Some non-profit organizations in Utah feel the effects of the government's closure. (Phot: Utah Nonprofits Association)


Some non-profit organizations in Utah feel the effects of the government's closure.

According to a survey of 1,725 ​​people in the Utah Nonprofits Association (UNA), nearly 10% of respondents said they saw an increase in the demand for their services from employees, entrepreneurs and others. affected and unpaid employees due to the closure of the government.

In addition, 32% of respondents told the UNA that it was too early to be able to gauge the increase in demand for services. The ANU said in a press release on Wednesday that the response seemed to be consistent with the fact that January 15 was the first full settlement check missed by those affected by the closure.

UNA also found these findings in its survey:

  • 55% received some form of federal government funding
  • 38% received 25% of their funding from the government
  • 62 percent make organizational changes in response to closure
  • 23% reduce their operating expenses and / or postpone activities and events
  • Four respondents indicated that they would need to downsize
  • One respondent said that he would have to close if the stop was going on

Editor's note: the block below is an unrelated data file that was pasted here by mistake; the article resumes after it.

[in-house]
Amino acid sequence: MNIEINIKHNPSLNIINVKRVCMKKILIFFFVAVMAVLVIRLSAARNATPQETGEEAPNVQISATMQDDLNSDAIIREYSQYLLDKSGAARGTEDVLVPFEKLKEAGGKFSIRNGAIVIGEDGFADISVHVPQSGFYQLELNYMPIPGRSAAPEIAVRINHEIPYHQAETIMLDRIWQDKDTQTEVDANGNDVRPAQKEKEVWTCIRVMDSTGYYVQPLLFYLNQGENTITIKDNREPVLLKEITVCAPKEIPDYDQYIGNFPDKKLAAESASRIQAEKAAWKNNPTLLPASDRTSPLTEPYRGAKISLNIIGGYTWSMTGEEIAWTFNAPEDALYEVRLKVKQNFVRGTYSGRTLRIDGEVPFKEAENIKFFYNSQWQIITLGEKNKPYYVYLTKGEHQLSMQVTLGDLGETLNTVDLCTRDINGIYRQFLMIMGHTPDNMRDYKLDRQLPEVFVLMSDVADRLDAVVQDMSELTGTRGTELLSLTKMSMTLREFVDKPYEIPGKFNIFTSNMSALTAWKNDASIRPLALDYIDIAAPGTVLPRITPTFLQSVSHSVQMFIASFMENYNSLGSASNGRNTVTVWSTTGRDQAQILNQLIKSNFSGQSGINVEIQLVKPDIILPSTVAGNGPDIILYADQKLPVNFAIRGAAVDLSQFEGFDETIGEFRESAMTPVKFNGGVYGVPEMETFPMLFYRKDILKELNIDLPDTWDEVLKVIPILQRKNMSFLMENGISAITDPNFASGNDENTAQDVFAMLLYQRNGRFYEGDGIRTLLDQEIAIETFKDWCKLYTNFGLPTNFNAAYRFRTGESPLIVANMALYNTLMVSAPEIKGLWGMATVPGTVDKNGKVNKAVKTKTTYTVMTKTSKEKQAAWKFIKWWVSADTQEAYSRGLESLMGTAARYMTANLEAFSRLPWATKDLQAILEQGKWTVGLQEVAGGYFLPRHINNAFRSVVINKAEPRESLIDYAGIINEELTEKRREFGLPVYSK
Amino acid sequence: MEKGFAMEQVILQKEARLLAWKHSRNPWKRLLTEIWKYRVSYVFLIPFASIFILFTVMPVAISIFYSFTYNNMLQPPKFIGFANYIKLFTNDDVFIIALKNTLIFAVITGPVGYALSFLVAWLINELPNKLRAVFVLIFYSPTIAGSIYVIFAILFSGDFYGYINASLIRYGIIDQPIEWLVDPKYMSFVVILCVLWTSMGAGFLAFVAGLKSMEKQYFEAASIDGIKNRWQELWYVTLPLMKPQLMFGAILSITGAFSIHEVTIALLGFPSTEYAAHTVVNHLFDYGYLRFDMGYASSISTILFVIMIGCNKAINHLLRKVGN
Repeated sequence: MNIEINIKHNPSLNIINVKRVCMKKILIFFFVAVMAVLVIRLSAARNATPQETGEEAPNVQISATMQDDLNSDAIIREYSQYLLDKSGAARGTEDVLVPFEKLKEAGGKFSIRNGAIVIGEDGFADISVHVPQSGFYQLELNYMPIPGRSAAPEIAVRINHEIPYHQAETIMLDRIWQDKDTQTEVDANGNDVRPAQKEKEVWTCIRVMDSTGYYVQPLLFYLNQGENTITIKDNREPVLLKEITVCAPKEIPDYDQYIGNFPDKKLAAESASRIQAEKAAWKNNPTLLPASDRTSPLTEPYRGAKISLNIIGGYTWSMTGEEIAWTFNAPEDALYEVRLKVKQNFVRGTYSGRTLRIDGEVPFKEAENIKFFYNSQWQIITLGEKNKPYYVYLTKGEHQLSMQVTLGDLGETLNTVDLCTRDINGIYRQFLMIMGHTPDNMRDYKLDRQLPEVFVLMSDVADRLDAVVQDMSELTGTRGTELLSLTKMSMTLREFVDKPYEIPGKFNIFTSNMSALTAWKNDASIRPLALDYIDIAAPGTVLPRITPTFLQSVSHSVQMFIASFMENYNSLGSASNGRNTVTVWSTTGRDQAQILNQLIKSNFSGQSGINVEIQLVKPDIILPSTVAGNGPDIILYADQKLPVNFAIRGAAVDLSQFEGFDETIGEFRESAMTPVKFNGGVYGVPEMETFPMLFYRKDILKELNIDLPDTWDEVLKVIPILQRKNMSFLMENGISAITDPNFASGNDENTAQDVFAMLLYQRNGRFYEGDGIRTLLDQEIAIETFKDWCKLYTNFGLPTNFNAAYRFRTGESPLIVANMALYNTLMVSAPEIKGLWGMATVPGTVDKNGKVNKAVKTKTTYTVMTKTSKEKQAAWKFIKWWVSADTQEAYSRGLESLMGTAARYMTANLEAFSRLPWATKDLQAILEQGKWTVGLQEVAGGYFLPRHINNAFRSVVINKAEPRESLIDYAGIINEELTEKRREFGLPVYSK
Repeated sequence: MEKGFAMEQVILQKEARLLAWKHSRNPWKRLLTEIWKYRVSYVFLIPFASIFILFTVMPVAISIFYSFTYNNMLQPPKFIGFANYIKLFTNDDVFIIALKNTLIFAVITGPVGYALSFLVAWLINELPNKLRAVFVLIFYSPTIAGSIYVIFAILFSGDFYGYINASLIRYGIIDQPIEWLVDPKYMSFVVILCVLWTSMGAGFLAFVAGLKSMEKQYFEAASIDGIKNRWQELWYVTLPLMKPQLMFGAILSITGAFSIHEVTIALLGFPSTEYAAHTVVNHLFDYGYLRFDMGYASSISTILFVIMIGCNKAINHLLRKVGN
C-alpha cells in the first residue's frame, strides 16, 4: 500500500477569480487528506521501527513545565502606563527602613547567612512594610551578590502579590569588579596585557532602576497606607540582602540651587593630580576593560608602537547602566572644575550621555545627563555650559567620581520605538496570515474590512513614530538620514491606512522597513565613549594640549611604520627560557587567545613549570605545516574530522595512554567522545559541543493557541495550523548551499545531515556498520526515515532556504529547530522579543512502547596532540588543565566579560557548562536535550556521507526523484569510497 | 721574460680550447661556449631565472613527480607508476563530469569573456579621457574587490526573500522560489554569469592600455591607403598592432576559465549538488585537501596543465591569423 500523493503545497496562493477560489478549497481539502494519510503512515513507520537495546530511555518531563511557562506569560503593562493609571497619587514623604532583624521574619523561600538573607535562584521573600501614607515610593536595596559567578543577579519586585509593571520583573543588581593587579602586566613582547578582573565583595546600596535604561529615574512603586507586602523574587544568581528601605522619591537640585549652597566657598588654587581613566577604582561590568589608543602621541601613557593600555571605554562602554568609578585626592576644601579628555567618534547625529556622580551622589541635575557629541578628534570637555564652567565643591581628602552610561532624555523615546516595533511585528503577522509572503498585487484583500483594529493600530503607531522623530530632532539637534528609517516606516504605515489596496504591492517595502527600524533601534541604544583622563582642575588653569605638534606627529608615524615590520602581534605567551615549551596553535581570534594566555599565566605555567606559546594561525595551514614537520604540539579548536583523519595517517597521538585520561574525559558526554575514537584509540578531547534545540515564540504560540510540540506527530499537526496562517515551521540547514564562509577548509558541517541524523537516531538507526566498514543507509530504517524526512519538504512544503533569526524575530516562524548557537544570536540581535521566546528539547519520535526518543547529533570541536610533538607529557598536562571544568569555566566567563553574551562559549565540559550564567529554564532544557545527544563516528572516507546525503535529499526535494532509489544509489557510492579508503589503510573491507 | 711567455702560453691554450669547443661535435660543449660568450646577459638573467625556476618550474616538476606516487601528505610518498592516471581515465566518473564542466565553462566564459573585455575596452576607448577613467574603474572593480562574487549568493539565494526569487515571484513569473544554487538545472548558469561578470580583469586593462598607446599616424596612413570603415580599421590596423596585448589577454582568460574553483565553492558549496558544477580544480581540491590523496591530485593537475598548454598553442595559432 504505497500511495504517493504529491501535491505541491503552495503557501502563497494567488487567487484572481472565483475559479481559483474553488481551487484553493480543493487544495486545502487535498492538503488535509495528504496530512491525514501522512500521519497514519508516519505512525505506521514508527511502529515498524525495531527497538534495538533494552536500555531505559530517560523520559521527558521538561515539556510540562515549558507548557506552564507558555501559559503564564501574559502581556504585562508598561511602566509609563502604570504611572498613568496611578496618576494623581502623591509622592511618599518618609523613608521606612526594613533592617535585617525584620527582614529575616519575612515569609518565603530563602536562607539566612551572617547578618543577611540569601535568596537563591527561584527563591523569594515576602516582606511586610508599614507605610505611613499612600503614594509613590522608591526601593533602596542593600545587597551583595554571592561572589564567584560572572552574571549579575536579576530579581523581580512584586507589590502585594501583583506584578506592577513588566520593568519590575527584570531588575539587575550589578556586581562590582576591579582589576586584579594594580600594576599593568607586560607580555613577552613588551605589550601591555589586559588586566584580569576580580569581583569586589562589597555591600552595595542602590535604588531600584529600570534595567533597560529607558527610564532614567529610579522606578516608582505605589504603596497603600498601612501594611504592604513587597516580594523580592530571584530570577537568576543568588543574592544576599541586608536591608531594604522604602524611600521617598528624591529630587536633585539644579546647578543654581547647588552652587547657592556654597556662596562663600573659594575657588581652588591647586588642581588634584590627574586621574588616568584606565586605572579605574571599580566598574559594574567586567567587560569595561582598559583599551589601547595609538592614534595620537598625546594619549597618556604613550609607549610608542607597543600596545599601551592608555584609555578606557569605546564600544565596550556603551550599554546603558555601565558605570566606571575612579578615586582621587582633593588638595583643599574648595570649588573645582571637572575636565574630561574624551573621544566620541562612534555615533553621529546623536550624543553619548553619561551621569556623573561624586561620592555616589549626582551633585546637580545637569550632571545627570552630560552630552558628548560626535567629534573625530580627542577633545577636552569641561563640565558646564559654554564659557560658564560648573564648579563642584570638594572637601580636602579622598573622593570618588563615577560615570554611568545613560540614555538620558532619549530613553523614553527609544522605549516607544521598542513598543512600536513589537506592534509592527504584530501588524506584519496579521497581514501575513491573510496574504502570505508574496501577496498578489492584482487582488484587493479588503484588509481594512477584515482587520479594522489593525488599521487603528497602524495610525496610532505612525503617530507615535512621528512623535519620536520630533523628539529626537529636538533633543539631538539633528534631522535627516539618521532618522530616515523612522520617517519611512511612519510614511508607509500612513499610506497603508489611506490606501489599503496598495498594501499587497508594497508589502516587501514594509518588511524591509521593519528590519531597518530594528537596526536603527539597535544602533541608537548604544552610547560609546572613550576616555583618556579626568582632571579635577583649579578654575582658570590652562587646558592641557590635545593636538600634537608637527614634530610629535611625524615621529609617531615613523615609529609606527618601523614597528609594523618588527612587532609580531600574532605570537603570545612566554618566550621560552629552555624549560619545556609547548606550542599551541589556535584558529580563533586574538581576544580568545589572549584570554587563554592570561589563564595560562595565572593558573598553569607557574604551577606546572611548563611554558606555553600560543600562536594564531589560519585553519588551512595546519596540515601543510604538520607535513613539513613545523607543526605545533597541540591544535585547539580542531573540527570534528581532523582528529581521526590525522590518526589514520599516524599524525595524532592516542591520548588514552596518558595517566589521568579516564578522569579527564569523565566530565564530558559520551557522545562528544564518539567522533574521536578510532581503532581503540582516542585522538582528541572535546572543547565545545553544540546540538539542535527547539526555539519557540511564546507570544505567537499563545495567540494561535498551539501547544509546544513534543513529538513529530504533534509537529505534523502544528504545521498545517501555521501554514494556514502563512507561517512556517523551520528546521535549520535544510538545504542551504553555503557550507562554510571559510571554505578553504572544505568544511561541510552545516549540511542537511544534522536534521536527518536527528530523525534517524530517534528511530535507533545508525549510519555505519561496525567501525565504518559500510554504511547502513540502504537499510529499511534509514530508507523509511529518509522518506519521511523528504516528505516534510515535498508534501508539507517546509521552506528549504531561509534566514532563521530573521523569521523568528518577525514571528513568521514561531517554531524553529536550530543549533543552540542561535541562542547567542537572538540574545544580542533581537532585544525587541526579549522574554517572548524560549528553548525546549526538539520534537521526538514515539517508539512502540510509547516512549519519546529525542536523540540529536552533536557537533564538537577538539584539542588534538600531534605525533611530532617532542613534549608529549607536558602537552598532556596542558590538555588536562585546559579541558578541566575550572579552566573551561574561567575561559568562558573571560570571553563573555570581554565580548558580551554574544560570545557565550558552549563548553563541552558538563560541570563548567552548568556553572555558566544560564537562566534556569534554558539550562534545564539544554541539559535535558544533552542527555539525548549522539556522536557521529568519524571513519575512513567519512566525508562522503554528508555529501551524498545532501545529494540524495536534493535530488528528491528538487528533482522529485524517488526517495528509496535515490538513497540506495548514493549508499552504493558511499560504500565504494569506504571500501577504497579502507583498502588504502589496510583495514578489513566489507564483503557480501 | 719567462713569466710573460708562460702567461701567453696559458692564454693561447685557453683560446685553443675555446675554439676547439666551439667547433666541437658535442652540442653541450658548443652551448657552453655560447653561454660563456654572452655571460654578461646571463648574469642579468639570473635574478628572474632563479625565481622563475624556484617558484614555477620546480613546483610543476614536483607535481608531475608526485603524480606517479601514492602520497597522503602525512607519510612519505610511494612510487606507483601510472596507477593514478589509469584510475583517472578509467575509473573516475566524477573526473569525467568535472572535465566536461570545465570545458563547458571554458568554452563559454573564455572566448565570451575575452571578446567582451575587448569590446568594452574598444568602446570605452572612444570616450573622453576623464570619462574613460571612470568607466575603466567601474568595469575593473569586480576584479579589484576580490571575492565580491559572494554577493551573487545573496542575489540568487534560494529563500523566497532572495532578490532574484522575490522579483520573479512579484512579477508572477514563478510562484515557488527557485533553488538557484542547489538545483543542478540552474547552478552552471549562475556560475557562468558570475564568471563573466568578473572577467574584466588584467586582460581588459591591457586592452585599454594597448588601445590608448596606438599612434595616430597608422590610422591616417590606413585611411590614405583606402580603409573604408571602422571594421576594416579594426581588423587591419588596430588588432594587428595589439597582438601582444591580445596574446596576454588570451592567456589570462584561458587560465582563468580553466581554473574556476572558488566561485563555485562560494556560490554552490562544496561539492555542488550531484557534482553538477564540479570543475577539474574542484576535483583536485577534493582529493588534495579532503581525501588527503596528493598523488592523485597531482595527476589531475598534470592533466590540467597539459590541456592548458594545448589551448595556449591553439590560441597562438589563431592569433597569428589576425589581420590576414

UNA said the impact on non-profit organizations and residents of Utah who rely on them is "deep," when many nonprofit organizations are unable to do their job without funding federal.

"Some of these organizations are forced to underwrite lines of credit or to lay off staff and to reduce or eliminate certain services, costs in economic and human terms that will never be recovered even when government operations return to normal" said the National Council of Nonprofit Organizations. "The indirect, but significant, financial and human costs of closure, which charities are increasingly facing, are just as damaging."

The survey also showed that nonprofit organizations and their constituents are feeling a "wide range" of the effects of government closure. One respondent stated that "uncertainty and uncertainty are difficult".

Some respondents reported delays in work and new projects due to lack of funding. In addition, some are concerned about receiving benefits while others worry about the ability of clients to pay for drugs such as medications.

The comment that most caught the attention of the respondents concerned the impact of closure on traumatized people. One respondent stated:

Our staff members are already working very little to provide important social services to victims of domestic and sexual violence and we are about to tell the victims that we can not help them and our staff to go home and be able to do not pay them until the government approves a budget. This is totally unacceptable to the victims of violence and our community.

Despite some of the challenges faced by non-profit organizations in Utah, they still want to generate positive impacts. According to UNA, one respondent said he opened a food bank to serve government employees by providing them with a groceries-filled basket twice a month to those who can provide proof of employment.